The armed trawler Indian Empire was also on the scene with eight survivors on board.

Rowan began searching the vicinity, along with USS Parker and Winslow. They were joined by two British airships. Winslow sighted a periscope and two depth charges were dropped. No results were seen. Indian Empire took SS Rhodesia in tow, and later tug Cynic took over tow.  Rown stood by the Rohodesia until relieved by USS Jarvis.  The Rhodesia sank during the night.

From November 10th to 13th 1917, USS Rowan was escort leader of seven destroyers, protecting inbound troop convoy number 10. This convoy was safely escorted to Brest, France.

On the 27th of December, 1917, USS Rowan was part of escort force for troop convoy number 14, to Brest, France. In an early example of combined forces operating together. Two French aeroplanes joined the convoy escort for the remaining part of the journey, with Rowan on port bow of the leading ship

On the 2nd of January, 1918, in pos 53.22N, 05.04W, USS Rowan sighted Submarine periscope. Rowan was unable to pinpoint exact position, and no attack was made  

On the 12th of January, 1918, USS Allen, with  USS Rowan, USS Burrows, and  Q-Ship HMS Heather  left Queenstown to meet and escort the Homeward bound Dakar Convoy (HD8).During the night 12 to 13th January, the steam casing of a turbo generator on the Rowan burst, killing WM Goodrow, CMM.His remains were buried at sea.   On the 13th of January,the escort joined the convoy,  When the convoy dispersed The destroyer escort returned to Queenstown , arriving at destination at 6pm, 16th January.

On the 17th of January, 1918, USS Rowan escorted HM storeship Industry , safely from Queenstown to Falmouth

On the 21st  of  February, 1918, USS Shaw and Rowan escorted the troop carrier SS St Paul from 30.00N,15.00W to Liverpool

On 16th Mar, 1918, in pos, 52.49N, 05.30W, Periscope of submarine sighted by three destroyers and sloop. All four –Allen, Downes. Rowan, and HMS Aubretia dropped depth charges, result unknown On 16th Mar, 1918, in pos 52.46N, 05.28W, USS Burrows sighted periscope of submarine and dropped four depth charges. Results were inconclusive.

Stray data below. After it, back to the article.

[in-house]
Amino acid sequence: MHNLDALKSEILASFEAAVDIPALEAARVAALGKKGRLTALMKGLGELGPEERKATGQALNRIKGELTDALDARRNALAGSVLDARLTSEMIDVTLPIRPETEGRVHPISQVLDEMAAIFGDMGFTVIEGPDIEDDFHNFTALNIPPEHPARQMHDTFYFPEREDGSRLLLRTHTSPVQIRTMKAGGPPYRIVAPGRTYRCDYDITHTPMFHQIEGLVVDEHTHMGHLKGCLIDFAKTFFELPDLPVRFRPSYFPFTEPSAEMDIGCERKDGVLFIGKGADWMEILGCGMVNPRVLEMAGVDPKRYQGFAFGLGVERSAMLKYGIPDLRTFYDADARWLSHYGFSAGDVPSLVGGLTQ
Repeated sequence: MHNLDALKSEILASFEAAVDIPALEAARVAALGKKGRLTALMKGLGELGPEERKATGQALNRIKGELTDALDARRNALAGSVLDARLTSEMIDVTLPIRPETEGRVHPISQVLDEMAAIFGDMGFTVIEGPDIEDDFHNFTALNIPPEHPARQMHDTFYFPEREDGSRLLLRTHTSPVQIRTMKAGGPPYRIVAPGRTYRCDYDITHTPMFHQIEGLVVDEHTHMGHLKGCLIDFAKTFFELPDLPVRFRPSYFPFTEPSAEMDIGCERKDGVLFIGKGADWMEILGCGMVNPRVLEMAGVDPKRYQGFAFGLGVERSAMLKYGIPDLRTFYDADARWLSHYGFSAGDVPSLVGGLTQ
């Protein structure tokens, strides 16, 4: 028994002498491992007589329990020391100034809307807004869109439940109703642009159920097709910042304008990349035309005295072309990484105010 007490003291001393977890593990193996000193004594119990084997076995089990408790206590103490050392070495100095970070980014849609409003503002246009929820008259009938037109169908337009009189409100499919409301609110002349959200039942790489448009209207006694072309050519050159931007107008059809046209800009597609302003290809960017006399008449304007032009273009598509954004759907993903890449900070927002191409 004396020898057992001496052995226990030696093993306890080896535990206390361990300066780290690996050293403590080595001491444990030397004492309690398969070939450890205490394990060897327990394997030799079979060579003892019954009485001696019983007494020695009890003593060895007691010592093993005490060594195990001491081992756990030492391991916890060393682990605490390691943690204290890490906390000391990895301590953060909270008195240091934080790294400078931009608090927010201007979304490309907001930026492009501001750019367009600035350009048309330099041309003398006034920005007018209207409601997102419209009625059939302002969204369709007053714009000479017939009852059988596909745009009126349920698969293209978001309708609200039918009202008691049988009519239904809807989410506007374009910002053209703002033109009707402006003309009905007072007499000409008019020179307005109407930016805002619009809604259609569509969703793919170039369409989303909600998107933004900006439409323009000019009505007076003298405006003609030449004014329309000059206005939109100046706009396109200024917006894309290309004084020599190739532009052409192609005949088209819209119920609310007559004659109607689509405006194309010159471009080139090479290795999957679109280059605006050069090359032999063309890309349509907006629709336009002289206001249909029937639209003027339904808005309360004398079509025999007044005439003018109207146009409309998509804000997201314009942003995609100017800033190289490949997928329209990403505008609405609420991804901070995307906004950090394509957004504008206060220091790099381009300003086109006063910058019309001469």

On 28 May 1918, Rowan joined two other destroyers in attacking a U-boat; dropped 14 depth charges; and had the satisfaction of watching oil cover the surface in the attack area.

On the 27th of August 1918, USS Stockton, and  Rowan escorted SS Defender from Queenstown to Barry Roads  

On the 3rd of  September 1918, USS Rowan, Conyngham, and  Shaw, escorted HMS Olympic from Portsmouth to 15.00W.  

On the 7th of  September 1918, USS Stockton, Shaw, Conyngham, and Rowan, escorted US Battleship Utah from 17.00W to Berehaven.   On the 15th of September 1918, USS Caldwell and Rowan escorted oiler Surah from 17.00W to Queenstown

On the 8th of October, 1918. USS Stockton, Rowan, Davis and sloop HMS Camellia, escorted convoy HH71 to Brest, France.

On the 26th of December, 1918. The last of the United States destroyers departed Queenstown (Cobh), on route to the USA, via the Azores. They were the Beale, Stockton, Wilkes, Duncan, Rowan, Kimberley, Allen, Davis, Sampson and Duncan. They were accompanied by the US tug Genesee. The press reported that the harbour was full of the whistles of other ships as the destroyers, flying their pennants were overflown by US Flying boats as they disappeared into the morning fog.

USS Rowan arrived in New York on the 7th of January 1919.

Commanding Officer, Commander C.E.Courtney, 1917,
Commanding Officer, Commander D.L Howard, 1917,
Commanding Officer,
Commander F.H. Sadler.1918,

The US Naval History and Heritage Website has a comprehensive history of this ship, which can be found at

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Site created 24th September 2002